As reported in our last post, New Installer Resource & Upcoming Training Available, Clayton Homes started publishing a quarterly newsletter designed to improve installation. Also, I have seen that the Commodore Corp. has been providing their retailers/installers with some home specific foundation details to help streamline the installation process. I am sure that there are some other manufacturers doing similar things, and I hope more follow suit.

Bottom line, the installation process is slowly changing for the better. So, as a professional installer, you should want to be in front of these changes and use them to your advantage.


Difficulties With Porches

A few years ago, I was called upon to investigate a complaint filed by a homeowner in a very high end, 55 and older community. The complaint was generated because the homeowner believed that there was mold growing in the crawl space under her home and she was hyper sensitive to air born mold spores.

To paint a better picture, these were all two section homes installed on a masonry (block) crawlspace, on frost protected concrete slabs that were poured 3’ below the surrounding grade.

Once backfilled, the slab will be below the frost line.

The crawl space was properly moisture proofed and the sites were well graded for proper drainage. But the inside of the crawl space was soaking wet even on the nice summer day when I visited.

Notice the wet blocks under the porch area

And sure enough, you could see mold and mildew on the bottom board and in the floor cavity where the access panels were not replaced. The homeowner had a legitimate gripe.


As you know, water is needed to support the growth of mold, so we just needed to find the source of the water. The water source was easy to find. The lawn sprinklers!

Every evening, the automatic lawn sprinklers would slightly overspray the grass and water was landing on the recessed porch decking on the end of the home. The porch was decked with composite material that was installed with just enough of a gap for the water to pass through and collect in the crawl space. The ultimate problem was that the crawl space was constructed around the outside of the porch, instead of just around the living area of the home. So, with every lawn sprinkle, rain or snow that landed water on the decking, water was being introduced into the crawl space.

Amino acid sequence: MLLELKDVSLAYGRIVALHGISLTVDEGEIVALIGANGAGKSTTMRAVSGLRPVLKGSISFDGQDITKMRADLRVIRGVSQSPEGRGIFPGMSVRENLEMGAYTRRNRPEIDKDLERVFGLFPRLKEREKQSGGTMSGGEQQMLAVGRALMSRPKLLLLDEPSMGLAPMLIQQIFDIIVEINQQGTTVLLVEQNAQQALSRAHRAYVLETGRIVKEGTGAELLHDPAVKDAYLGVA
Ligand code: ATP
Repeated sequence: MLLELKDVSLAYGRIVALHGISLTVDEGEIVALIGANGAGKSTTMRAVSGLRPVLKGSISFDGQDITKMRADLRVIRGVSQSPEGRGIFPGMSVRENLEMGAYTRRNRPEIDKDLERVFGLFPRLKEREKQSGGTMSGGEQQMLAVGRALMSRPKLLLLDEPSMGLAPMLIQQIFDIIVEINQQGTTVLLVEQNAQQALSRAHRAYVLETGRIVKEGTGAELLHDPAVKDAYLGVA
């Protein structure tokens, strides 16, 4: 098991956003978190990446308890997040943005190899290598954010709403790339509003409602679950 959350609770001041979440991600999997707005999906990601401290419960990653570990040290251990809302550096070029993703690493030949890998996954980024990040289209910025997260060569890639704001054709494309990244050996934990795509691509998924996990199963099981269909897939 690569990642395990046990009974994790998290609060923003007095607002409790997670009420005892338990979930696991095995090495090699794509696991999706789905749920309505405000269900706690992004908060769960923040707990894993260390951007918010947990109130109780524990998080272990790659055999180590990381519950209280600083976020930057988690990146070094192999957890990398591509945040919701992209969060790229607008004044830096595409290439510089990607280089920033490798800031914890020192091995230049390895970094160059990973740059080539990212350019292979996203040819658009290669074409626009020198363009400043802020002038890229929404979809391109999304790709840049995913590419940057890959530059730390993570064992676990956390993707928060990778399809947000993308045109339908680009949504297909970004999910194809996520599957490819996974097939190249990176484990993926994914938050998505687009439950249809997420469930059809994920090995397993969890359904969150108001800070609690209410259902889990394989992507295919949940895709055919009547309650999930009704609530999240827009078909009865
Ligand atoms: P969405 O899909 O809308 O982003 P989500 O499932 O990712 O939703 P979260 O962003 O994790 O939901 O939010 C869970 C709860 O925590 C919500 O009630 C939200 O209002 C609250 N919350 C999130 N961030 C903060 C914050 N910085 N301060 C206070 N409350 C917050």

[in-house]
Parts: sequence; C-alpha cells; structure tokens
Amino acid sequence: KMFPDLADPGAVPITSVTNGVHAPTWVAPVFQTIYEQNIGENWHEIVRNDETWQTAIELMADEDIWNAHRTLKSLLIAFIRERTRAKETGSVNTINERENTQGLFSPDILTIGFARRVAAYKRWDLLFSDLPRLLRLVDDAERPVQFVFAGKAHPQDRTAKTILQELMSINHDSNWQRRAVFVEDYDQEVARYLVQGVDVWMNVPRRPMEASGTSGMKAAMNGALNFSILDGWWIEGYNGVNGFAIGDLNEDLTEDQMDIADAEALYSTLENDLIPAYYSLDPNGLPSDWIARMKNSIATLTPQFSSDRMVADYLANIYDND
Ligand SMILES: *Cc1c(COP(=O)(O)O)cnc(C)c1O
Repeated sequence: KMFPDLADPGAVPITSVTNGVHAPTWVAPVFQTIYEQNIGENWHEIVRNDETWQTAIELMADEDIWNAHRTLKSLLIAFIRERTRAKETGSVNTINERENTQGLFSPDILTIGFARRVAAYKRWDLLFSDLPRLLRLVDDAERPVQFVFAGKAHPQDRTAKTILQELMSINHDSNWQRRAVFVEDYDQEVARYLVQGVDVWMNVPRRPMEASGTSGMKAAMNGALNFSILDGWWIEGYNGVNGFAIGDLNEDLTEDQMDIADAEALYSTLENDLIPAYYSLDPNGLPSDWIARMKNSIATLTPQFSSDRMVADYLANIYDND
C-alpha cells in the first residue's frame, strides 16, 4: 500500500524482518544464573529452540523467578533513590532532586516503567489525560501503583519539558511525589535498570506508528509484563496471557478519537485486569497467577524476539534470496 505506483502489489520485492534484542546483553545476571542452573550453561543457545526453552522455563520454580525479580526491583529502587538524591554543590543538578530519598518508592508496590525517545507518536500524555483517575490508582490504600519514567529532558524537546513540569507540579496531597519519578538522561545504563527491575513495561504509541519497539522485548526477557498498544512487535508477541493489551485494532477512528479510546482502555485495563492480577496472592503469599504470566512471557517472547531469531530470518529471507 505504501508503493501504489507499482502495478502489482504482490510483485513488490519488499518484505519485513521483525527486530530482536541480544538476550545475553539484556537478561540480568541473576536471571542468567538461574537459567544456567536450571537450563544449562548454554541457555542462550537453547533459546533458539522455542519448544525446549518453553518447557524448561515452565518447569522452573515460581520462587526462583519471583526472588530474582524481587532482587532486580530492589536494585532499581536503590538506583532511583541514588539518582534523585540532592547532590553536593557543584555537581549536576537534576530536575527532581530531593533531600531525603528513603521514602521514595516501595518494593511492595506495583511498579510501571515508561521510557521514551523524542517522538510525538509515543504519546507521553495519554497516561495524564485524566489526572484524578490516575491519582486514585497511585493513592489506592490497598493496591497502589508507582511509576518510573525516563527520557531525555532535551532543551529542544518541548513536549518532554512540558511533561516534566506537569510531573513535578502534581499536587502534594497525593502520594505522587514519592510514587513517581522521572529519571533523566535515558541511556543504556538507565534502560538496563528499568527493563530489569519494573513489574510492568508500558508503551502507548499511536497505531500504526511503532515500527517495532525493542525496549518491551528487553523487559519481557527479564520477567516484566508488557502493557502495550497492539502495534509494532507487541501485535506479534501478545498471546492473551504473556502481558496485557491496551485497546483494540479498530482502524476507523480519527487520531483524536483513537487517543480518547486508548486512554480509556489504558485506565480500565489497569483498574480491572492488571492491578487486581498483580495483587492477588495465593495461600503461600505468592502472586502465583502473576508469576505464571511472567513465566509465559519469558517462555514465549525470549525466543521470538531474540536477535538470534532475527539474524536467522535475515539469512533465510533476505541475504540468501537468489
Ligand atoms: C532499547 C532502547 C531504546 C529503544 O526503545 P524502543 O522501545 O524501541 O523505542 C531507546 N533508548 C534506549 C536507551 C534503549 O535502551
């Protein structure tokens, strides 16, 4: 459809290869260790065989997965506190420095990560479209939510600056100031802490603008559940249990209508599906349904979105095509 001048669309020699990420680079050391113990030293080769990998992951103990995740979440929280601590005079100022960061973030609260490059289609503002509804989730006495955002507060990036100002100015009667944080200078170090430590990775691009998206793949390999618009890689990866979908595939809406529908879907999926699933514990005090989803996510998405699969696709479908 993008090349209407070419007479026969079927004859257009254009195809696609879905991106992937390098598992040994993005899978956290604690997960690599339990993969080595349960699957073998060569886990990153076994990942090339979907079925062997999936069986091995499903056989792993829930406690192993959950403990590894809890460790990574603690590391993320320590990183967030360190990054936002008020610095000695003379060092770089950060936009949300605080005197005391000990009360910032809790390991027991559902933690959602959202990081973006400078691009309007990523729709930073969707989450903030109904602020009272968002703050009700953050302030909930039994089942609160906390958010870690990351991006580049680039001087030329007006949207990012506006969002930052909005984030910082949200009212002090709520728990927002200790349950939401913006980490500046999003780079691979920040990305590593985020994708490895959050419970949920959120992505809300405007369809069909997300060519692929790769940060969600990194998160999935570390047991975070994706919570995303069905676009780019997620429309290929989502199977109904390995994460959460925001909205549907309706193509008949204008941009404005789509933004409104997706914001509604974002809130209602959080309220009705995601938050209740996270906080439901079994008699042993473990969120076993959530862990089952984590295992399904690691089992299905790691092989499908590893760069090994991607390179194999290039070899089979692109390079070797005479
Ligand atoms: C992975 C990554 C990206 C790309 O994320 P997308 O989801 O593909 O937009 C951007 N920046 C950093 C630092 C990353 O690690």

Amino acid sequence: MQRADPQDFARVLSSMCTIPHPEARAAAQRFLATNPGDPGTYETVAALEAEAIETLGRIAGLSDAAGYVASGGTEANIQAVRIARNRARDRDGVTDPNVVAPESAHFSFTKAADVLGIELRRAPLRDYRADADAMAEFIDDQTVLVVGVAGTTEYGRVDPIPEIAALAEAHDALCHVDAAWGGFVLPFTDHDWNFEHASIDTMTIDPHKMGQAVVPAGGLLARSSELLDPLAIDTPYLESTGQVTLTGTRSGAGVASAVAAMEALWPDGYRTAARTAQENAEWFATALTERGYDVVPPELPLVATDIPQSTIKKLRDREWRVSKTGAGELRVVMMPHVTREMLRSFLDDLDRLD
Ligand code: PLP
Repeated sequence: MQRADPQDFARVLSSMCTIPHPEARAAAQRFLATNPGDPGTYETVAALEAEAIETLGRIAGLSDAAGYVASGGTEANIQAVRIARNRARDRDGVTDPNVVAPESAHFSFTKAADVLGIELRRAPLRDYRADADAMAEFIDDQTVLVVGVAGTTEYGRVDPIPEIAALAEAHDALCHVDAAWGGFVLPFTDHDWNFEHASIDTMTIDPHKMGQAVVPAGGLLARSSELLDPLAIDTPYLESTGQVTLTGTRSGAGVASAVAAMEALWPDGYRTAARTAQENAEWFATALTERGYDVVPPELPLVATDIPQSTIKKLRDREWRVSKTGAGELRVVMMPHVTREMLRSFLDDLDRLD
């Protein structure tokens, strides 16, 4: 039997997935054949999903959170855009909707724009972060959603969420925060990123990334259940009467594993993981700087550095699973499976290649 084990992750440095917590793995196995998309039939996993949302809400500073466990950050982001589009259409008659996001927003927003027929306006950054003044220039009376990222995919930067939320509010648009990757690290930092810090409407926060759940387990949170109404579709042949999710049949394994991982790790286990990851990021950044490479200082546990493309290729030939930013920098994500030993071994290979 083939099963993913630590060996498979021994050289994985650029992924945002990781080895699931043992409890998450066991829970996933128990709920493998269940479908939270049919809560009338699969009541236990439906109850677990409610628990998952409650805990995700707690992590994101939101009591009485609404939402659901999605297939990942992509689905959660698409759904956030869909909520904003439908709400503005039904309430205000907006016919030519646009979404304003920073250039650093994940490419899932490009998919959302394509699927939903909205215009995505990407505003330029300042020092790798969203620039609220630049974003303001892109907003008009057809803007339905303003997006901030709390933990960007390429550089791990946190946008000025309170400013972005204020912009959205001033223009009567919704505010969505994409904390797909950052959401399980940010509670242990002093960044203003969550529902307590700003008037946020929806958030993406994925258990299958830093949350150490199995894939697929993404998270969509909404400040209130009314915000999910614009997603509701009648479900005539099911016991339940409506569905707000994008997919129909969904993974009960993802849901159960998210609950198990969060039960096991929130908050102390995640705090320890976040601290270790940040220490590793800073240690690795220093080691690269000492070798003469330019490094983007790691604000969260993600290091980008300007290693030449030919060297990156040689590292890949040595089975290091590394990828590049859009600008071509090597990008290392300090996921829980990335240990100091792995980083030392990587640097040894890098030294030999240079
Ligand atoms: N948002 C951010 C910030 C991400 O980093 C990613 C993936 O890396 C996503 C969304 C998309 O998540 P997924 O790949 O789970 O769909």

So, I decided to see what the manufacturers installation instructions say about recessed porches. Most installation manuals have two sentences dedicated to this topic, back somewhere around page 95 of most manuals: “Run the skirting along the perimeter of the homes heated, conditioned space. Do not enclose with skirting areas under recessed entries, porches or decks unless the skirting is of the fully vented type and installed as to allow water to freely flow out from under the home”.  And to complicate matters even further, the ground vapor retarder is not to extend under “recessed entries, decks or porches”.

It would be difficult for an installer is to design a crawl space enclosure-skirting that “allows water to freely flow out from under the home”.

Home sits in a “pit” No way for water to escape.

And even if you did, the homeowner would likely do some landscaping that might act as a dam and trap the water in the crawlspace. Easy to see in these two pictures that any water landing on the decking is going straight into the crawl space.

Water gets captured inside skirting.


As we are seeing more homes being constructed with these decked porches we need to take a harder look at this issue. Running skirting underneath the home is difficult at best. I have run across one example that is well done. In the picture below you can see the porch area is only enclosed with a vinyl lattice that allows any water to escape. And yes, there is a crawlspace wall (skirting) under that front end wall.

Crawlspace under front end wall, behind lattice work.


Maybe some manufacturers have a better idea. But don’t take my word for it, grab an installation manual, turn to the section Complete Exterior Work- Install Skirting. Let me know what you think.